It’s true that an increasing number of 401(k) plans are offering ETFs, but this is hardly the norm. Most still use high-priced and opaque mutual funds. Anyone who understands the benefits of ETFs might be scratching their heads over this.

The industry has long claimed that putting ETFs into 401(k) plans might make them more expensive and difficult to operate, since mutual funds are only traded once a day at the end of the day. ETFs are traded intraday, just as a stock would be. The technology didn’t exist, was the claim. Fund companies also claimed that there wasn’t enough of a demand for ETFs to be incorporated into 401(k) plans. The chart below illustrates how the ETF industry has grown in recent years, though:

ETF(Chart courtesy of State Street Global Advisors)

The ETF industry is hungry for this piece of the market. At the end of 2007, 401(k)s had about $3 trillion in assets, and $1.7 trillion of that went to mutual funds. Naturally, the ETF side of things wants a share.

But these days, there are a number of plans that are blasting that myth:

  • Darwin Abrahamson, the CEO of Invest n Retire, has been doing this for years. His proprietary system helped stick a fork on the notion that ETFs and 401(k)s were like oil and water.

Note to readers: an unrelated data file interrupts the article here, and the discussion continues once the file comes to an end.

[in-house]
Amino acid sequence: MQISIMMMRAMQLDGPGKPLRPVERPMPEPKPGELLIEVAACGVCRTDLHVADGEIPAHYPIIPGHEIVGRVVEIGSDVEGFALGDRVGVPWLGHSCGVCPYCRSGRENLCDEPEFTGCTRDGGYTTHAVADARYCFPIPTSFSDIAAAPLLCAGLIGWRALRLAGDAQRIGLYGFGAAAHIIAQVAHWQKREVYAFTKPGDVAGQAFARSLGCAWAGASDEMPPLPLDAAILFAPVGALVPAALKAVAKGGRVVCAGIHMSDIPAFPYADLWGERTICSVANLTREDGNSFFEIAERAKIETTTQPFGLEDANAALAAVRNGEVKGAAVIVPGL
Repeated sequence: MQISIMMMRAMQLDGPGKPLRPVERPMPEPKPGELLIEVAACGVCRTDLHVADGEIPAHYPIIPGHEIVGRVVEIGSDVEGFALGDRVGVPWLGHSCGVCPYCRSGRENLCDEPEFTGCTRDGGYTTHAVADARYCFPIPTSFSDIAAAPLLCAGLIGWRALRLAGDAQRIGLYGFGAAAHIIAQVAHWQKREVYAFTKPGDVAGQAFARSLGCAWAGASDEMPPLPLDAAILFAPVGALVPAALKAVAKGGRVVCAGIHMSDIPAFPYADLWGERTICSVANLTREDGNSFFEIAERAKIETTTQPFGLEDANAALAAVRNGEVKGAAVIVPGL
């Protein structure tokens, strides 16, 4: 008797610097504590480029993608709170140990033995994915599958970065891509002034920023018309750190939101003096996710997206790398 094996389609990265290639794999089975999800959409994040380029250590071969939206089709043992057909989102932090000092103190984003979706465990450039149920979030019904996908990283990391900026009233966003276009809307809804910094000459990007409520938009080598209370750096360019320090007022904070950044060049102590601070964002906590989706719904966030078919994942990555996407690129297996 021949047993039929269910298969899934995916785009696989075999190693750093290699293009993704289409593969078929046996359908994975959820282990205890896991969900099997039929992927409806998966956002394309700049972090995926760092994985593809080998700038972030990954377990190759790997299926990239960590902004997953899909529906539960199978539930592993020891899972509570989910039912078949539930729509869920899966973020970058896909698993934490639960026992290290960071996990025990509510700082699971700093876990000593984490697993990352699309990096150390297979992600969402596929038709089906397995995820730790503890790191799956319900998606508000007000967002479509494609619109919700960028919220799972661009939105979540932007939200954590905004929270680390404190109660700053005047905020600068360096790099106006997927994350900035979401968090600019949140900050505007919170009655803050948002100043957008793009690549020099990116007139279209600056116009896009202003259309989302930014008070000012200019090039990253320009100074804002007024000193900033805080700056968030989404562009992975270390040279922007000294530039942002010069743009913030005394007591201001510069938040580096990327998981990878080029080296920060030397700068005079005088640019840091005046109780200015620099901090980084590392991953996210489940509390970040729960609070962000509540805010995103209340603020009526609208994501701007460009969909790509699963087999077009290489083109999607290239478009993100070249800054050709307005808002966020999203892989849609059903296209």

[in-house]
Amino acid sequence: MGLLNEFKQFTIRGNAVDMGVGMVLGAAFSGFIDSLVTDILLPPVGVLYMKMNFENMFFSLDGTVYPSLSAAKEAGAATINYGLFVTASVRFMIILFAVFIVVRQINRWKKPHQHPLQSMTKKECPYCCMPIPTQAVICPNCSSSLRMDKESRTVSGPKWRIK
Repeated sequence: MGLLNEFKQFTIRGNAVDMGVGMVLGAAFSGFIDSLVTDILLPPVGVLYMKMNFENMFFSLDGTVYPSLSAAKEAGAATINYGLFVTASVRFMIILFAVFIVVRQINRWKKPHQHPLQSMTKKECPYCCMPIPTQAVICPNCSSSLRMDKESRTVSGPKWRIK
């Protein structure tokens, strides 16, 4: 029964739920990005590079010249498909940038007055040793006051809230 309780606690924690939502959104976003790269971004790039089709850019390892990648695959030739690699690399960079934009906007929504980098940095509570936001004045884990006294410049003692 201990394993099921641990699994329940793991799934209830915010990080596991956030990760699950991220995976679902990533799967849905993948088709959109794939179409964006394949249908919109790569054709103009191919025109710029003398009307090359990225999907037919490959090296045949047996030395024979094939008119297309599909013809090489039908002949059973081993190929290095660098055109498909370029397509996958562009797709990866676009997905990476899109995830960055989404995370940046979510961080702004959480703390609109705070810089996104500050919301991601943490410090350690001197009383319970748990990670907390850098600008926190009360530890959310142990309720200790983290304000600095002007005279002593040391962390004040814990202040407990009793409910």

• iShares has the iShares 401(k) Program, which was designed to assist financial advisors who want to have ETFs as standard options in their 401(k) plans. The program identifies administrative providers and networks that offer competitively priced access to ETFs.
  • ING Direct’s ShareBuilder 401(k) program is targeted toward small businesses with 1-50 employees. The plan has been around since November 2005, but ING took it over in November 2007. ING’s plan comes with a lineup of 16 funds, which might seem small, but the idea is to keep it simple. Offering more than that, they feel, simply becomes confusing for investors.
  • The owner of Lafayette Copier Sales & Service Inc. in Lafayette, IN, had been using a 401(k) plan that only offered mutual funds. But earlier this year, the plan’s service provider worked out a system that allows participants to create their own portfolios and freely transact any iShares ETF on the market.